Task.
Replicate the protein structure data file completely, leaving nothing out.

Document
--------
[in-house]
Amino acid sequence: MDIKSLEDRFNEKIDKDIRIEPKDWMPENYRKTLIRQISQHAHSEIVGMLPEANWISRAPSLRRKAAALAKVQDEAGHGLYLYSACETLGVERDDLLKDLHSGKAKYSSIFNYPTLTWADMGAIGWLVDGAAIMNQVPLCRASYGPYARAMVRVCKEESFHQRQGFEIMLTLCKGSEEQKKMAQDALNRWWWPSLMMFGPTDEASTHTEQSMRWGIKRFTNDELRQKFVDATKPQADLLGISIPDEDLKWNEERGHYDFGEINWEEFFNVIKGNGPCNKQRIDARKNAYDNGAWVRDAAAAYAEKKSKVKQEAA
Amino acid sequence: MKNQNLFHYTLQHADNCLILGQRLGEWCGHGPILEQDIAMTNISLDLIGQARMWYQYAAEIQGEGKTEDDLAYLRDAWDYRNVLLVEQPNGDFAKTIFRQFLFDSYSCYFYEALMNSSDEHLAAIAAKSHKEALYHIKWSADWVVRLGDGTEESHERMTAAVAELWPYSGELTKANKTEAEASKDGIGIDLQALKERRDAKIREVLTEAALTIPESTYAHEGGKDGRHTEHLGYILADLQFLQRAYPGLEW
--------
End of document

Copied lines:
[in-house]
Amino acid sequence: MDIKSLEDRFNEKIDKDIRIEPKDWMPENYRKTLIRQISQHAHSEIVGMLPEANWISRAPSLRRKAAALAKVQDEAGHGLYLYSACETLGVERDDLLKDLHSGKAKYSSIFNYPTLTWADMGAIGWLVDGAAIMNQVPLCRASYGPYARAMVRVCKEESFHQRQGFEIMLTLCKGSEEQKKMAQDALNRWWWPSLMMFGPTDEASTHTEQSMRWGIKRFTNDELRQKFVDATKPQADLLGISIPDEDLKWNEERGHYDFGEINWEEFFNVIKGNGPCNKQRIDARKNAYDNGAWVRDAAAAYAEKKSKVKQEAA
Amino acid sequence: MKNQNLFHYTLQHADNCLILGQRLGEWCGHGPILEQDIAMTNISLDLIGQARMWYQYAAEIQGEGKTEDDLAYLRDAWDYRNVLLVEQPNGDFAKTIFRQFLFDSYSCYFYEALMNSSDEHLAAIAAKSHKEALYHIKWSADWVVRLGDGTEESHERMTAAVAELWPYSGELTKANKTEAEASKDGIGIDLQALKERRDAKIREVLTEAALTIPESTYAHEGGKDGRHTEHLGYILADLQFLQRAYPGLEW